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Publication Briefs

Study Finds VA's Traumatic Brain Injury Screening Process is Inclusive and Effective in Referral for Further Services

Traumatic brain injury (TBI) is relatively frequent among US forces deployed since 2001 to combat areas such as Afghanistan and Iraq (OEF/OIF/OND). More than 233,000 diagnoses of TBI have been made by military clinicians for U.S. forces from 2000 through 2011, and mild TBI (mTBI), commonly referred to as concussion, characterizes most TBI cases among OEF/OIF/OND service members and Veterans. Identifying mTBI is complicated because it can occur with no visible head wound, and because it is difficult to document key determinants of TBI severity (e.g. duration of altered consciousness) during combat. Moreover, mTBI symptoms are similar to characteristics of other conditions common in this cohort, such as PTSD. VA's policy is to use its national electronic medical record system to remind clinicians to screen all individuals who report OEF/OIF/OND deployment for TBI when they present at a VAMC for healthcare, regardless of the reason for their visit. This study evaluated VA's TBI screening and evaluation program and documented follow-up care and demographics of Veterans who do and do not receive care, so that VA can improve outreach and healthcare delivery. Using VA and DoD data, investigators identified all Veterans (n=208,589) screened for TBI in VA between 10/1/07 and 3/31/09 — the first cohort for which VA electronic records for both TBI screening and comprehensive TBI evaluation are available. The main variables measured included a diagnosis of TBI and referrals for follow-up care with any of 13 clinical services (e.g., audiology, physical therapy, and psychology).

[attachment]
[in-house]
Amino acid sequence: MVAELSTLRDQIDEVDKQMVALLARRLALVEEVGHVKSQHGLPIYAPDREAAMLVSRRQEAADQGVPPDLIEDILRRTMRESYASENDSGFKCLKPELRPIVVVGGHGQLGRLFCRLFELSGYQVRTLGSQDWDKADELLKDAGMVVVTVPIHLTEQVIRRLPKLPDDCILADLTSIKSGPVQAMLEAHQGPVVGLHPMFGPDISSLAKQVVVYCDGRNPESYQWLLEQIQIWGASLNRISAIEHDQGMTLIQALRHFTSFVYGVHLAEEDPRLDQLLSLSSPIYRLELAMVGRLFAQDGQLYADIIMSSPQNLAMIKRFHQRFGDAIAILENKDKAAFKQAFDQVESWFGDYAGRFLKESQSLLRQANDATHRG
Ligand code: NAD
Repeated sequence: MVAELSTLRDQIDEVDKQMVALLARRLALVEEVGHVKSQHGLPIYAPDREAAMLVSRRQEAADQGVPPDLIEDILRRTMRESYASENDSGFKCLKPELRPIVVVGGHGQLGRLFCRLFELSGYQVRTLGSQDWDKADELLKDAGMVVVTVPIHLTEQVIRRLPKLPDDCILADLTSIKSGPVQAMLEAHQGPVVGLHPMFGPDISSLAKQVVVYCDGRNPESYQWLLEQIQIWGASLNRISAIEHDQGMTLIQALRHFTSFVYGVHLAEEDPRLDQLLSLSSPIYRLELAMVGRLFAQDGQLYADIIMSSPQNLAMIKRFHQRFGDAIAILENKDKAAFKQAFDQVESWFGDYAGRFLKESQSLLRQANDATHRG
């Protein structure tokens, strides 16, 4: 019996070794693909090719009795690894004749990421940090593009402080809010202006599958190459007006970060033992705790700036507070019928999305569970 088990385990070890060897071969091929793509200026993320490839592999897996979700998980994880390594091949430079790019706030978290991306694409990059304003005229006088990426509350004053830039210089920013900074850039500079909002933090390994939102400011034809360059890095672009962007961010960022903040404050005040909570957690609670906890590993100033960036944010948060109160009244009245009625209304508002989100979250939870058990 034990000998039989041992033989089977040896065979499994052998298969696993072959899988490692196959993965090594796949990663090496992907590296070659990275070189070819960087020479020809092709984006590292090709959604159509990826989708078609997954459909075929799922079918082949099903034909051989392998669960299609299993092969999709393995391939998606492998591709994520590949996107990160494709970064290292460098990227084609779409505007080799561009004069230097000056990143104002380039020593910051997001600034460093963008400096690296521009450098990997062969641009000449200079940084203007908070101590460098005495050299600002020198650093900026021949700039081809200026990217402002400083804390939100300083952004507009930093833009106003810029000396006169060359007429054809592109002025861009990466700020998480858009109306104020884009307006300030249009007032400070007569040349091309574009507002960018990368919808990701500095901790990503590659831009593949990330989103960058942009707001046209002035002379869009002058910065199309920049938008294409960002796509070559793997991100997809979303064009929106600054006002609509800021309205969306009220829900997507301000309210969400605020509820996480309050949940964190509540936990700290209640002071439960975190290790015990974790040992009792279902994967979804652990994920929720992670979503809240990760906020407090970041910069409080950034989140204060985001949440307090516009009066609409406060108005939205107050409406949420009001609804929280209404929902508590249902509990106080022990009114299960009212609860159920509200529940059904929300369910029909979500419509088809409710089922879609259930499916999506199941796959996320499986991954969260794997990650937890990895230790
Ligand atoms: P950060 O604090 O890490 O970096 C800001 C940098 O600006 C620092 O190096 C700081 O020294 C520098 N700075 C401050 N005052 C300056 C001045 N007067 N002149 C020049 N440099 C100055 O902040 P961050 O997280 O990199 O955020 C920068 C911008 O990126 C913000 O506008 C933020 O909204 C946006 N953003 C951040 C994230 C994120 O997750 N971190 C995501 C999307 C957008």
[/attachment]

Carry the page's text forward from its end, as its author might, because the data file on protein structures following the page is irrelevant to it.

• VA's TBI screening process is inclusive and has utility in referring patients with current symptoms to appropriate care. More than 90% of Veterans who were evaluated received further VA healthcare, and evaluations confirming TBI were associated with significantly higher healthcare use.
  • Of the OEF/OIF/OND service members who were screened for TBI between 10/07 and 10/09, 44,781 (22%) screened positive. Of these Veterans, 24,461 (55%) received a comprehensive TBI evaluation. Of the Veterans with comprehensive evaluations, TBI was confirmed in 58%, yielding a best estimate that 7% of those screened were confirmed to have TBI.
  • Patients with a positive screen were more likely to be male (94% vs. 88%) and enlisted (96% vs. 93%) than the screened patient population overall. Those who screened positive also had less education, were about half as likely to be in the Air Force or Navy, and were less likely to have more than eight years of service. Characteristics were similar for those with confirmed TBI.


  • Knowledge about the actual brain injuries came from patients' self-reports
  • There was no measure of symptom validity or malingering, so investigators could not comment on the extent to which Veterans exaggerated their symptoms when they presented to VA clinicians.

This study was funded by HSR&D (SDR 08-405). During this study, Dr. Hendricks (retired) was Director of Health Care Financing & Economics, Boston VA Healthcare System. Drs. Charns (Director) and Baker are part of HSR&D's Center for Organization, Leadership and Management Research, also part of the Boston VA Healthcare System.

PubMed Logo Hendricks A, Amara J, Baker E, Charns M, et al. Screening for Mild Traumatic Brain Injury in OEF/OIF Deployed U.S. Military: An Empirical Assessment of VHA’s Experience. Brain Injury February 2013;27(2):125-34.

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